The Mustang GLX was back in 1983. It had initially replaced the luxury Ghia options package a few years earlier and sold well enough that Ford continued to offer it.
The ideal of a luxurious Mustang started with the long options list of the original ‘60s cars before becoming a true luxury model with the 1969 Grande hardtop. Although nearly any Mustang could be lavished with luxury options, the ideal of a consistent luxury model did not gain steam until the second generation.
The GLX could be had with the full range of engines that were available in Mustangs at the time, but a new 3.8 L V6 had become the most popular configuration. It was also available in notchback or hatchback body styles.
The 1983 Mustang GLX luxury package was mainly different from the base GL on the inside with dual bright remote control mirrors, wood grained trimmed 4-spoke steering wheel, metal rocker panel trim, driver’s door map pockets (the passenger was not allowed to read maps), and lighting group.
The GLX convertible included power brakes, tinted glass, black remote mirrors, black rocker panel trim, and automatic transmission. 1983 was the second and last year of the GLX.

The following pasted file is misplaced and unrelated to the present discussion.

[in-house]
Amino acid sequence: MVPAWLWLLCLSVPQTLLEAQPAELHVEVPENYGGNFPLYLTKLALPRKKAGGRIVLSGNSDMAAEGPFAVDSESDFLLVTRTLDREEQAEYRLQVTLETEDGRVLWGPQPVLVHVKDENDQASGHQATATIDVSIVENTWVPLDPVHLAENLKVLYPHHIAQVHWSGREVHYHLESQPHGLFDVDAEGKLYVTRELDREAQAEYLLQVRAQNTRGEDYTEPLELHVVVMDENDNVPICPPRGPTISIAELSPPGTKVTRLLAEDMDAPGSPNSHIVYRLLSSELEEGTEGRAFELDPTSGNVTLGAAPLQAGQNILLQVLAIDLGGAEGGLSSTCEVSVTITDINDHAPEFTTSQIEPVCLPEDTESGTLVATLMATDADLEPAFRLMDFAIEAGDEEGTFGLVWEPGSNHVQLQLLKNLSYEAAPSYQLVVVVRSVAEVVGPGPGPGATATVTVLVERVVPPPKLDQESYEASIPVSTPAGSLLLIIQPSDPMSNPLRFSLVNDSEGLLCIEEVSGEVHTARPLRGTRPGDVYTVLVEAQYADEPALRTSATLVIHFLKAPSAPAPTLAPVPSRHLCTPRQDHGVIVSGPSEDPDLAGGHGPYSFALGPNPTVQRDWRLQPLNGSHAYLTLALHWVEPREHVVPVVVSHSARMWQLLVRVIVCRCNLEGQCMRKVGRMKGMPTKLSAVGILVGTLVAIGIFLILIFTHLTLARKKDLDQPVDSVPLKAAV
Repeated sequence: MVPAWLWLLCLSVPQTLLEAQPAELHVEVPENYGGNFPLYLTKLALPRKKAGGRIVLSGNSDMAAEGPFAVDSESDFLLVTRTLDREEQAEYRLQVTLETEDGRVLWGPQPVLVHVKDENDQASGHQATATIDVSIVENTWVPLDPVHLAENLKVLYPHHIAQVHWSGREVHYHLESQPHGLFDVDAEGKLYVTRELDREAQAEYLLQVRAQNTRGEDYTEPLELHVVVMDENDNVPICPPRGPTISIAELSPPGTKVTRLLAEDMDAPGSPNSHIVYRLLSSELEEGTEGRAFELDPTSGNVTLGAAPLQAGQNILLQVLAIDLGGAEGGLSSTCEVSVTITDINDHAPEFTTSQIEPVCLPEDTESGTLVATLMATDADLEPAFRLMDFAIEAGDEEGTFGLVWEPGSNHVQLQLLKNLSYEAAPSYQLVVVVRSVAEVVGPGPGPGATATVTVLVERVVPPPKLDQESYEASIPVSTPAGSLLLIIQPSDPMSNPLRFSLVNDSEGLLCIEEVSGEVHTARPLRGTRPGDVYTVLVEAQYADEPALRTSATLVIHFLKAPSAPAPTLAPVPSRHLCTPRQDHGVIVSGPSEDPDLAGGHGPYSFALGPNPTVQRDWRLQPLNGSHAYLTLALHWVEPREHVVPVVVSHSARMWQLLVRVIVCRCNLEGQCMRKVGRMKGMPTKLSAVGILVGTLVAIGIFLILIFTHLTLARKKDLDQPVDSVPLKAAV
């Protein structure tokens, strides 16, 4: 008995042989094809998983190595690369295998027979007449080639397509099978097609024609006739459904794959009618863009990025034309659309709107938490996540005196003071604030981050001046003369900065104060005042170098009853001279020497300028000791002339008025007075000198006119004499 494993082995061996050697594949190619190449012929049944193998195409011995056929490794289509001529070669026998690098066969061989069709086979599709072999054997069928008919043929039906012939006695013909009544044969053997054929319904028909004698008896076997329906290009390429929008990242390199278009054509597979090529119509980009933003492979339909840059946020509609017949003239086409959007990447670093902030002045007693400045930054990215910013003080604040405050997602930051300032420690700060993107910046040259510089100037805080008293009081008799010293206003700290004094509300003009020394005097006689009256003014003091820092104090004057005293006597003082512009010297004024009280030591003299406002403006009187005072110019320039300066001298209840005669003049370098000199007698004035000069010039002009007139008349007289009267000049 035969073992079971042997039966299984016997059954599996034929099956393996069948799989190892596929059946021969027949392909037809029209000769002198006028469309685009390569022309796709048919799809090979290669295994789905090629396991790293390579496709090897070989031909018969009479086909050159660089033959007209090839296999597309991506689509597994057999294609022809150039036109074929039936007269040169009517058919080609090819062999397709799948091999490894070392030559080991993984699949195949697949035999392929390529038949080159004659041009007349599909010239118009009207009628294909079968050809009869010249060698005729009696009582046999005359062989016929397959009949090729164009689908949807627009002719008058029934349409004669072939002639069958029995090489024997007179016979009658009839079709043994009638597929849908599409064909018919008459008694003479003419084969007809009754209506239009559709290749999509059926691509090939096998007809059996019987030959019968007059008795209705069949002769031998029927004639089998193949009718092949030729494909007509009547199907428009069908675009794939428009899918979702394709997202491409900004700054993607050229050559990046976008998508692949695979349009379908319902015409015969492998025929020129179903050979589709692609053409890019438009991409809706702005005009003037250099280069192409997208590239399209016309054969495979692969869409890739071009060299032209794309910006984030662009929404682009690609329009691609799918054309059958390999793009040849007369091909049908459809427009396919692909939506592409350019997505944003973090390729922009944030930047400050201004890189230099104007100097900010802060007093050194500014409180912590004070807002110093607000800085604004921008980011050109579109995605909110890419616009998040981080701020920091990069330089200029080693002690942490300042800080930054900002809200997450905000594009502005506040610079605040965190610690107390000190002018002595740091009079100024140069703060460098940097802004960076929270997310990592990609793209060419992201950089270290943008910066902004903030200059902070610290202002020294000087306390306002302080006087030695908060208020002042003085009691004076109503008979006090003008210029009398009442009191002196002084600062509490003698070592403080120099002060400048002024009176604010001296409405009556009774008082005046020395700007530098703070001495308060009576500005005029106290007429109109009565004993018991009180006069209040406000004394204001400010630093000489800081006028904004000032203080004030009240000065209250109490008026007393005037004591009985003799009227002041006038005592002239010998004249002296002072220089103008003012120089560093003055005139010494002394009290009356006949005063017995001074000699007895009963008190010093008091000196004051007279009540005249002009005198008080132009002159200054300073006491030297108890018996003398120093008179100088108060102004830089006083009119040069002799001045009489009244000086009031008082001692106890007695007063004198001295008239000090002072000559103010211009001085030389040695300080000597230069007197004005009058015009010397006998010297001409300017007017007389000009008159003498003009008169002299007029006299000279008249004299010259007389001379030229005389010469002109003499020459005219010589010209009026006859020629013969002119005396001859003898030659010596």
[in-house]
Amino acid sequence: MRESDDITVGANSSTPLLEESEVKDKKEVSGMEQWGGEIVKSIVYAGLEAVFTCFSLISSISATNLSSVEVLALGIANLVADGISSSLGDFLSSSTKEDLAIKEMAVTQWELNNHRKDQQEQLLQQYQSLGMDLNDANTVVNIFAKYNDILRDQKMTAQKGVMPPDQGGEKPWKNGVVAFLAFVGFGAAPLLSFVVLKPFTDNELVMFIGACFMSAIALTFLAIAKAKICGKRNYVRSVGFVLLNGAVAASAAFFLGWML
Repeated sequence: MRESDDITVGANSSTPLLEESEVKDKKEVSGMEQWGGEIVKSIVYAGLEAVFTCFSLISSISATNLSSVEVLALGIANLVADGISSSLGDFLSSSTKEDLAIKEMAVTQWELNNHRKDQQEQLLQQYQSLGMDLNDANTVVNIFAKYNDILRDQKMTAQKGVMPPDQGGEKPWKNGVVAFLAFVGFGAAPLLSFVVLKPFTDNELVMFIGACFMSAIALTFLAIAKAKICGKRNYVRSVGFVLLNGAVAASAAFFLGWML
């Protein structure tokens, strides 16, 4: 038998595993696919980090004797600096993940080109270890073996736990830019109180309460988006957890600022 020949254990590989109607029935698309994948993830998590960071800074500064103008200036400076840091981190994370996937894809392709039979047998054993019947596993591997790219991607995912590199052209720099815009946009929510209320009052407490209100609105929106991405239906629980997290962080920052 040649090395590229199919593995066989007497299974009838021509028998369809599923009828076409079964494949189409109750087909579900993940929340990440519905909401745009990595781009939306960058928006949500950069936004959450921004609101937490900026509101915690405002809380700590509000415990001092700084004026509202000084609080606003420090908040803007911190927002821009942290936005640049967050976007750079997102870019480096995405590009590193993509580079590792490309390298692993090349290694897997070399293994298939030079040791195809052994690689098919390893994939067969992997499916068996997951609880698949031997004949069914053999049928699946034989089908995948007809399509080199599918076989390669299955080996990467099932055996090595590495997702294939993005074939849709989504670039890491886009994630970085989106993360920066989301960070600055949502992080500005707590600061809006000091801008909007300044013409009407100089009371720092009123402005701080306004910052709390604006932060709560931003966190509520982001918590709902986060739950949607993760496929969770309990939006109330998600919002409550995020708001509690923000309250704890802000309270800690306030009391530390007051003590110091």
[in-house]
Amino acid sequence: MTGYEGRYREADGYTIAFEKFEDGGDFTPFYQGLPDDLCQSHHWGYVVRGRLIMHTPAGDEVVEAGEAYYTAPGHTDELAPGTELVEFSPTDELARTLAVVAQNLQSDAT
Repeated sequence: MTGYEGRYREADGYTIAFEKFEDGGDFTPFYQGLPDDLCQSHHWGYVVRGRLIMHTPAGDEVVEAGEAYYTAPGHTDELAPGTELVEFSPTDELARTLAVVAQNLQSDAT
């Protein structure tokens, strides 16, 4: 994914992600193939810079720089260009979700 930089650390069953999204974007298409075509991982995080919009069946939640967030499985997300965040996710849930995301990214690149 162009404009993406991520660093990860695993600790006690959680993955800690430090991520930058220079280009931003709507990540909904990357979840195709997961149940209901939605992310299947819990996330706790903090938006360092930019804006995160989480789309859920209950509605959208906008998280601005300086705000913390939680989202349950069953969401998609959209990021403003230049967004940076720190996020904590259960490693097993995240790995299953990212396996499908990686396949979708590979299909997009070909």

Inside all GLX trimmed cars sported a faux woodgrain dash and four spoke steering wheels that either resembled the ones in the Thunderbird or a hole-in-the-spoke performance look. The shifter be it a four speed automatic or the rare 5 speed manual were console mounted. Leather seats were also an option. How close to the Thunderbird in feel depended on other options that could make the Mustang look like a wire wheeled competitor to the LeBaron or Riviera.
There was also the option of blackout trim with the same TRX wheels available on the GT. This configuration came very close to the Mercury Capri in its approach to “Euro styled” sophistication in a pony car.
Note, in 1984 both the base level GL and GLX was combined to form the base level LX.